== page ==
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DSST Anthropology as a Discipline

In religion one prays for help while in magic he

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Time and place are essential features of ritual action, and both mark a specific orientation or setting for ritual. In religion one prays for help, while in magic he tries to force supernatural powers to help him. A magical act is a rite carried out to twist nature in a specific way to satisfy human desire. Symbols have much importance in both individual and social life. For example, the flag is believed to be the symbol of the country and held in great respect. Symbols may be referential or condensed. Referential symbols serve to provide information concerning some person or object. For example, the red light is a symbol of danger. Condensed symbols are used to express in compressed form something that is too detailed for economic expression. An example of this is shorthand or Morse Code. A rite of passage is a ritual that marks a change in a person's social or sexual status . Rites of passage include: the attendant rituals surrounding birth, circumcision, coming of age, etc. The first phase, separation, entails symbolic behavior that severs the individual from a previously fixed point in the social structure. The old status is erased in preparation for a new one. During the middle phase, the ritual subject, or "passenger," stripped of all manifestations of rank or role, enters into a suspended, or liminal, state between past and future identities eluding the usual cultural categories of classification. This phase is frequently likened to death, or to being in the darkness of the womb awaiting a rebirth. In the final phase the ritual subject emerges from the threshold and is reincorporated in society in his new social or religious role. Rites surrounding birth are often a complex of distinct rituals that prescribe different behavior on the part of the mother, the father, other relatives, nonfamilial members of the society, and with respect to the newborn. Observances may begin when pregnancy is first noted and may continue until the time of delivery, when the full rite of passage is observed, and for a variable period of time afterward . In many simple societies and in European societies of the past, the expectant mother is isolated from other members of society at this time for the stated reason that the blood that flows during childbirth has inherently harmful qualities. Old ethnological writings have created the impression that ritual attention is limited entirely to the father. Later investigations have made it appear doubtful that the mother in any society is free from ritual requirements. Rites at coming-of-age are the most variable in time in the life span and may be present or absent. In some societies such rites are observed for only one sex, are elaborate for one sex and simple for the other, or are not observed for either sex. Characteristically, rites at coming-of-age are not generally observed in the modern industrial civilizations or, as in the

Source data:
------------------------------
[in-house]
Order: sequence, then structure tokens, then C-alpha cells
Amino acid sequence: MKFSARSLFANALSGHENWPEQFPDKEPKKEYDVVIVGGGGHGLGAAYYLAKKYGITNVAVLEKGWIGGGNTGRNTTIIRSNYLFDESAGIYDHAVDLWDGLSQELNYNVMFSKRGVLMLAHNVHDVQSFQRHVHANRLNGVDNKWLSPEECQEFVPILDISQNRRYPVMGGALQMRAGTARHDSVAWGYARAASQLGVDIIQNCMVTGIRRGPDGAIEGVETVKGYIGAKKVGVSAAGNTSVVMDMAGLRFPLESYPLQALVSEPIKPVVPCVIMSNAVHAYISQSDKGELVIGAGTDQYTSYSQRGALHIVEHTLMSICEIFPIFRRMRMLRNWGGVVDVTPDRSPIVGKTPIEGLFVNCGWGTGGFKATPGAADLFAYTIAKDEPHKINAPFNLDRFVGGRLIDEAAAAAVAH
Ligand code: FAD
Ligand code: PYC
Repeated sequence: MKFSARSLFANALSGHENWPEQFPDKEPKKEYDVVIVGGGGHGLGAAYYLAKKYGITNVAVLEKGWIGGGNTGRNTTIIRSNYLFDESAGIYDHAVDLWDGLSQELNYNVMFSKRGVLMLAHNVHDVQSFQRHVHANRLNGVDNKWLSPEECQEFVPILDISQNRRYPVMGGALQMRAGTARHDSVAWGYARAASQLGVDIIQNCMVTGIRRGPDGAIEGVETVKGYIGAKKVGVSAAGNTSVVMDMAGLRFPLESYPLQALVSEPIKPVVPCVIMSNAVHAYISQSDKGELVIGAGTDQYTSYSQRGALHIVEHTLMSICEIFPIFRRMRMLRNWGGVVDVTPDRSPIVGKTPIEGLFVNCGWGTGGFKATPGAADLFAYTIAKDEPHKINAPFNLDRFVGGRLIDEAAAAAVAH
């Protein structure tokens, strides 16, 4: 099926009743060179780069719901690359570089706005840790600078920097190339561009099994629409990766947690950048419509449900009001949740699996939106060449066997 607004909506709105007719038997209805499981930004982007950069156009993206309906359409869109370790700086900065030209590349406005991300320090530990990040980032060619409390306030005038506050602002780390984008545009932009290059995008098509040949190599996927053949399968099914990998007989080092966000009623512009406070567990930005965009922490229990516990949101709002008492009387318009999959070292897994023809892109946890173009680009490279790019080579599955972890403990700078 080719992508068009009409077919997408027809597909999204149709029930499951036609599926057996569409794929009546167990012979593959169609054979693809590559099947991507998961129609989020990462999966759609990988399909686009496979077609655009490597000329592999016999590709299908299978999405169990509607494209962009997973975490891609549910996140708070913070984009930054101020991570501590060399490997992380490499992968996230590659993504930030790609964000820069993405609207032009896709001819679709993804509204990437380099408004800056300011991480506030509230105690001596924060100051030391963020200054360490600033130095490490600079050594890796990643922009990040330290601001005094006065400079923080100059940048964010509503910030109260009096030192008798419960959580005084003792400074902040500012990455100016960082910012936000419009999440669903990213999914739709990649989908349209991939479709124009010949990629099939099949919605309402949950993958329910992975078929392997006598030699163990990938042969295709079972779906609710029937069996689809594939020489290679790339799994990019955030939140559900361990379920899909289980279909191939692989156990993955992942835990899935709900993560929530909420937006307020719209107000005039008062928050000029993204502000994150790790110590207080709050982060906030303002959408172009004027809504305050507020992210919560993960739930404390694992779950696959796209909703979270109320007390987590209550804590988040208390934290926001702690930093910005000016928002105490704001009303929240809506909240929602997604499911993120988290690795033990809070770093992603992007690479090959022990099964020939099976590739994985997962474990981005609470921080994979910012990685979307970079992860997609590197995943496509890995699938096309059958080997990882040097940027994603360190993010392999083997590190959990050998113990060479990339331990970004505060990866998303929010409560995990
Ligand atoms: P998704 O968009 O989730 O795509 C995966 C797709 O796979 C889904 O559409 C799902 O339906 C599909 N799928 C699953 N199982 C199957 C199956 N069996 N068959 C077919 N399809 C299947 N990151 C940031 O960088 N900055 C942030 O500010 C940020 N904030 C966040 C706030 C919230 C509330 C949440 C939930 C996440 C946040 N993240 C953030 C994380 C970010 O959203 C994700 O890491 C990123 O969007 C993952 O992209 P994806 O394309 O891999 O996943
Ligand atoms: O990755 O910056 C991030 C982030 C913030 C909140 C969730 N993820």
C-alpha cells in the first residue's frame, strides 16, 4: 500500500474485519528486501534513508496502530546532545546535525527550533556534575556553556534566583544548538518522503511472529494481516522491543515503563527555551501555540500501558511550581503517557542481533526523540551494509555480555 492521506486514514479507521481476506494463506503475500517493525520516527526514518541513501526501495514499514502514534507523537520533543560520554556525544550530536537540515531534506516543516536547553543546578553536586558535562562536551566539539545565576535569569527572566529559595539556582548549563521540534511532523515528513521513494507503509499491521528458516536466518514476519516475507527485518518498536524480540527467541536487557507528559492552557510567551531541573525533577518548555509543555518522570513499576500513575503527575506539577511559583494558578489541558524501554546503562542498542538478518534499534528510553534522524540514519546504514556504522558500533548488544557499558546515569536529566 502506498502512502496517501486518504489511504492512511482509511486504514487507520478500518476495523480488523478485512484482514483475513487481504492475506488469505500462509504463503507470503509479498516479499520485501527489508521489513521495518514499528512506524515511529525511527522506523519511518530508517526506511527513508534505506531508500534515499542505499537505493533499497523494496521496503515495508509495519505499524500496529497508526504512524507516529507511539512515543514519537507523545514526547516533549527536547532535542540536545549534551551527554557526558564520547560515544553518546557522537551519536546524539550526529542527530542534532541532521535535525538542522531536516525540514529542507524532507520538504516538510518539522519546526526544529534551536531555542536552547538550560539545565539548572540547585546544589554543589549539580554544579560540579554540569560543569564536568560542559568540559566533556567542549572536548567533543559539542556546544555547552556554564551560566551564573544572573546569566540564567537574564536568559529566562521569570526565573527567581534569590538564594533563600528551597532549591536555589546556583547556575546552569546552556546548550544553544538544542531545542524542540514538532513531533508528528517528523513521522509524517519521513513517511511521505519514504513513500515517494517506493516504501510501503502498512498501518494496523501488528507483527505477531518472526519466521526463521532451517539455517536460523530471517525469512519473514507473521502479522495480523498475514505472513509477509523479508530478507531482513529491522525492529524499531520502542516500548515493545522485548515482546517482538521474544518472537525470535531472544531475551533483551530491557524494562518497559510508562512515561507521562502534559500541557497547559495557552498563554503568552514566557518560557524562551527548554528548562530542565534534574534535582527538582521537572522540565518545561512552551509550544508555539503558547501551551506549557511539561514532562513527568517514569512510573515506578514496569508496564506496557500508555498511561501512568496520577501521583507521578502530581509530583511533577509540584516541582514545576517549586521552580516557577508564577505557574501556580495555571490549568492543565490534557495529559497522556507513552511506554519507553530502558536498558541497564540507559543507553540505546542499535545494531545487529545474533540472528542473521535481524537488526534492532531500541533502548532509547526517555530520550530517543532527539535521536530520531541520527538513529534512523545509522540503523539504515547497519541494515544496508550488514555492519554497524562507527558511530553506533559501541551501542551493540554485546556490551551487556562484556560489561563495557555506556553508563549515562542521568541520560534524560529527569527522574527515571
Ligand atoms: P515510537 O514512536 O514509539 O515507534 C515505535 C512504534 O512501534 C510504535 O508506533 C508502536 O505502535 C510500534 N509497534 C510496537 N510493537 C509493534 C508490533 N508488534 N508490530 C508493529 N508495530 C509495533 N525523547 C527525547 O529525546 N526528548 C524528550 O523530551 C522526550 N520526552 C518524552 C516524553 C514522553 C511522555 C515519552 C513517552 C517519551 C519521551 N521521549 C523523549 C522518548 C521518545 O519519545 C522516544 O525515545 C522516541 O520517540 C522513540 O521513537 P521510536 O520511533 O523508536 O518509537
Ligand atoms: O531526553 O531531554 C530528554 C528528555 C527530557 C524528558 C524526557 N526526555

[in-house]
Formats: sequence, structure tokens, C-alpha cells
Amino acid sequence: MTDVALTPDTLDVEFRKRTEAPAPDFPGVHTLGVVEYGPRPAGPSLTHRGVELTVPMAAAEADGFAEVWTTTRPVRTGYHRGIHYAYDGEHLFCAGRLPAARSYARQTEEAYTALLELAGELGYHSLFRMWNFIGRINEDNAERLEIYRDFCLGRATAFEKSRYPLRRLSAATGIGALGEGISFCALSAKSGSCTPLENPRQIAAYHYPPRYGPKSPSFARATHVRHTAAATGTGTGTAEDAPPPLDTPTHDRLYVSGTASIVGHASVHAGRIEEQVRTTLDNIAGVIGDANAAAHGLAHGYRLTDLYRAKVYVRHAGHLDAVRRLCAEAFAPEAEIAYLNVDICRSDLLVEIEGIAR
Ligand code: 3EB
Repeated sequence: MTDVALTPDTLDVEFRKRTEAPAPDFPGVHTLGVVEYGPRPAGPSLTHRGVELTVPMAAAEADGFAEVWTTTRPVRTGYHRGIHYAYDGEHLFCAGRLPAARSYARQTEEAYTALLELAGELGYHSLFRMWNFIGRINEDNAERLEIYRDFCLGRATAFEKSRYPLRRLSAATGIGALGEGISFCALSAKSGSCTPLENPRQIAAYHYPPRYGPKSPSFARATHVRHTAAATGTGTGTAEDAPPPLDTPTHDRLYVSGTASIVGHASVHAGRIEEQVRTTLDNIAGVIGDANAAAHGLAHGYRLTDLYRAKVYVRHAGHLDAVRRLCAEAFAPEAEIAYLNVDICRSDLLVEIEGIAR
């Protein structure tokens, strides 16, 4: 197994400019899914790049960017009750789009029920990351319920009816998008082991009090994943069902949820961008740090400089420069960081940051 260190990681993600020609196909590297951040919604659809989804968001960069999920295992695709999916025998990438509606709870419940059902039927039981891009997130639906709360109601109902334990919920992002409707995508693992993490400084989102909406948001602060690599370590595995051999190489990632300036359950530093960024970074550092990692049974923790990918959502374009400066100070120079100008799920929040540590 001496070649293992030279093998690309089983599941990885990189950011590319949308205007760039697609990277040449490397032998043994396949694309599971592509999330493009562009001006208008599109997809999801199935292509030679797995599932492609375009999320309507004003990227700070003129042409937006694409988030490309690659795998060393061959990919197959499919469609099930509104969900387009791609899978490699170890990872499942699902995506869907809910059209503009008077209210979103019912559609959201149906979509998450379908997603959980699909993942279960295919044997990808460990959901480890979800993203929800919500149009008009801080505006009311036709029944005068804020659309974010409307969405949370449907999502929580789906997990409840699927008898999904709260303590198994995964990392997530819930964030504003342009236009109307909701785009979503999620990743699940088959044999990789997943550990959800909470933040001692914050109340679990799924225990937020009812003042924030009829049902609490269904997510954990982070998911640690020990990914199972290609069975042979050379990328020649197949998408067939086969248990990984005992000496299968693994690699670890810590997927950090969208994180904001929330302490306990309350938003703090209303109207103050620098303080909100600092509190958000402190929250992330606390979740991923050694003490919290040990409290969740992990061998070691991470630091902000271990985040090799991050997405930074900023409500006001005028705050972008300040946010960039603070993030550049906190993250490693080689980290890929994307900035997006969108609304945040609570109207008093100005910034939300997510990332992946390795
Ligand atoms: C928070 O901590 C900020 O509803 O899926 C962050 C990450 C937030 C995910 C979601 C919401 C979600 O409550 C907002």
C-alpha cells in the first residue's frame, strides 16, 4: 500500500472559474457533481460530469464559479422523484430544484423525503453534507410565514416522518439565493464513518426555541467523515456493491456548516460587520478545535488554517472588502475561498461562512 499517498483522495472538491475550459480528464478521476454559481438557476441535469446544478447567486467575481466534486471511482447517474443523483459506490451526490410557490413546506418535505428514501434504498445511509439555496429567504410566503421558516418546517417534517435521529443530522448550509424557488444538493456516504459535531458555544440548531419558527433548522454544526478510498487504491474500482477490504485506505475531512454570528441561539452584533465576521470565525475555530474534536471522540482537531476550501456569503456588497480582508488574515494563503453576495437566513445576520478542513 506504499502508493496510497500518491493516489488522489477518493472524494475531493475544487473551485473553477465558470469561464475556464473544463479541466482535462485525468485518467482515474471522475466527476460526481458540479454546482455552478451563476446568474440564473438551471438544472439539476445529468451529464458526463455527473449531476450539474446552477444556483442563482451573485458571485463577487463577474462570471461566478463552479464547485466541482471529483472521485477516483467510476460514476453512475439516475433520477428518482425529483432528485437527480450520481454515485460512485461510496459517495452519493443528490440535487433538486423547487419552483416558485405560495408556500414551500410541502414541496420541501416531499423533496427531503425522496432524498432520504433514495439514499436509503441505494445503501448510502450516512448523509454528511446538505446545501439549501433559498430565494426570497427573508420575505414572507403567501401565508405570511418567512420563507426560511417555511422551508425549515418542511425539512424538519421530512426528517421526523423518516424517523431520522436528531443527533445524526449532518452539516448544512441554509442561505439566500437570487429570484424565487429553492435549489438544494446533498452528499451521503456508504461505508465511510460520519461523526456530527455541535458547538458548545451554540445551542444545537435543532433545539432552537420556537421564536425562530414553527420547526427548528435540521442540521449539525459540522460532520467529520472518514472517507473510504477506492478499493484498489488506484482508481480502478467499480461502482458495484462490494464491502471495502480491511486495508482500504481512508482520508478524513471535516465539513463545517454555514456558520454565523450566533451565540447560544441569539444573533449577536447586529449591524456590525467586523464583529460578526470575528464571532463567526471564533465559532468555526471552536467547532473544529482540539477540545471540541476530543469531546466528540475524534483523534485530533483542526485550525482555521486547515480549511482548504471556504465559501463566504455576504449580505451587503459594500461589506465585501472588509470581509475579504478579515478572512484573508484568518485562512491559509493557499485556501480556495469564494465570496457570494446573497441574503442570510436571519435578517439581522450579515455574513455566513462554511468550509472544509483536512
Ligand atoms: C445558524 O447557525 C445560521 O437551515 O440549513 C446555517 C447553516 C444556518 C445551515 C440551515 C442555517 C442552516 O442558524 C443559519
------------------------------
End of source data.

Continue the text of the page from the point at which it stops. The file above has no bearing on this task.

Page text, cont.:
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Jewish Bar Mitzvah and the Protestant confirmation of the United States, exist today more or less as vestiges of formerly important religious rites.
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In religion one prays for help while in magic he tries to...

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